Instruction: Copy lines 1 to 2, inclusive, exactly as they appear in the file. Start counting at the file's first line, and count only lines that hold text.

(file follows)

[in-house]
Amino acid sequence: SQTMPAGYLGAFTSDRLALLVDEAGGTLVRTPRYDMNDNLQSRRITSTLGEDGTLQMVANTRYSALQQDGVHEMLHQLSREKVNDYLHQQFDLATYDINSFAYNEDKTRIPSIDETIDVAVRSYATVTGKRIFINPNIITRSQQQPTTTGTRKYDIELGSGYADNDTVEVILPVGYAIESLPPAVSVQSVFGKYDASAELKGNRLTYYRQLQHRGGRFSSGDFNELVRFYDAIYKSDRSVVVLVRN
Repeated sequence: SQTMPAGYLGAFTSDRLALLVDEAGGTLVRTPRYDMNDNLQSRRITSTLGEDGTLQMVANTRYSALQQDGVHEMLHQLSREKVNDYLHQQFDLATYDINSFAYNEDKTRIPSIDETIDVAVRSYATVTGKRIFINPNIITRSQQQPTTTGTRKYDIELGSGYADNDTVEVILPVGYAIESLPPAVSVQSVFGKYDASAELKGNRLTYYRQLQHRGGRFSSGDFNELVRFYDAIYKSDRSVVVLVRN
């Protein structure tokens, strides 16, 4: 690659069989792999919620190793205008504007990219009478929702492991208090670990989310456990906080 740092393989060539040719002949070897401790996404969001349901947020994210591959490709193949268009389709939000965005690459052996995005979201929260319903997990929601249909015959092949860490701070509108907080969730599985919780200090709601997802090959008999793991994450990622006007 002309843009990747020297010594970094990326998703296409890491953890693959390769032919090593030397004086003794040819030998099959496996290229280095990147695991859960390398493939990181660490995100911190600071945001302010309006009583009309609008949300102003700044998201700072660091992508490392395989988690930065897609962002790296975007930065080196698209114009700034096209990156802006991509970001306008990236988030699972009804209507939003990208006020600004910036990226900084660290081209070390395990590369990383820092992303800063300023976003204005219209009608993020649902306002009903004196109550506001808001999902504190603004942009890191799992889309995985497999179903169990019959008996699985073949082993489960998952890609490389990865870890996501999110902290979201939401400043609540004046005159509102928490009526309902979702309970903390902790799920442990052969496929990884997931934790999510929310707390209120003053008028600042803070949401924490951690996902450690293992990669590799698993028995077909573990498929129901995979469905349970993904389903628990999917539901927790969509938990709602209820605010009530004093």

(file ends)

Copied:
[in-house]
Amino acid sequence: SQTMPAGYLGAFTSDRLALLVDEAGGTLVRTPRYDMNDNLQSRRITSTLGEDGTLQMVANTRYSALQQDGVHEMLHQLSREKVNDYLHQQFDLATYDINSFAYNEDKTRIPSIDETIDVAVRSYATVTGKRIFINPNIITRSQQQPTTTGTRKYDIELGSGYADNDTVEVILPVGYAIESLPPAVSVQSVFGKYDASAELKGNRLTYYRQLQHRGGRFSSGDFNELVRFYDAIYKSDRSVVVLVRN